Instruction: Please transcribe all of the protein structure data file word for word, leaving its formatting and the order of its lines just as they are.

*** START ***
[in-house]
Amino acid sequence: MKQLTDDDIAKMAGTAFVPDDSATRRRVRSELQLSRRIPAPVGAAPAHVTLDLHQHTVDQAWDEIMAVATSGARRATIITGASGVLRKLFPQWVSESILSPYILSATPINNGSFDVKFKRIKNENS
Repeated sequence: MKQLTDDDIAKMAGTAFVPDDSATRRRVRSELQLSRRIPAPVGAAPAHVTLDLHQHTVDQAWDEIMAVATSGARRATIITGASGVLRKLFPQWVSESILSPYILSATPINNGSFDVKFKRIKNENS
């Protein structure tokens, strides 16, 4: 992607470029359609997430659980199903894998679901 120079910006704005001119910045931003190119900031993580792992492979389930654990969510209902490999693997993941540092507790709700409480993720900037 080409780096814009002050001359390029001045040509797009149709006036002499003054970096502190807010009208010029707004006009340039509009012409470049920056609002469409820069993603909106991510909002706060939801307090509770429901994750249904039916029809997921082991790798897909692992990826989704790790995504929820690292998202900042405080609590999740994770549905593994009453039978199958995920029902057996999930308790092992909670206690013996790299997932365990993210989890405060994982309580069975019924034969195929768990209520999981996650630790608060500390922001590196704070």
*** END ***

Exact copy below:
[in-house]
Amino acid sequence: MKQLTDDDIAKMAGTAFVPDDSATRRRVRSELQLSRRIPAPVGAAPAHVTLDLHQHTVDQAWDEIMAVATSGARRATIITGASGVLRKLFPQWVSESILSPYILSATPINNGSFDVKFKRIKNENS
Repeated sequence: MKQLTDDDIAKMAGTAFVPDDSATRRRVRSELQLSRRIPAPVGAAPAHVTLDLHQHTVDQAWDEIMAVATSGARRATIITGASGVLRKLFPQWVSESILSPYILSATPINNGSFDVKFKRIKNENS
């Protein structure tokens, strides 16, 4: 992607470029359609997430659980199903894998679901 120079910006704005001119910045931003190119900031993580792992492979389930654990969510209902490999693997993941540092507790709700409480993720900037 080409780096814009002050001359390029001045040509797009149709006036002499003054970096502190807010009208010029707004006009340039509009012409470049920056609002469409820069993603909106991510909002706060939801307090509770429901994750249904039916029809997921082991790798897909692992990826989704790790995504929820690292998202900042405080609590999740994770549905593994009453039978199958995920029902057996999930308790092992909670206690013996790299997932365990993210989890405060994982309580069975019924034969195929768990209520999981996650630790608060500390922001590196704070």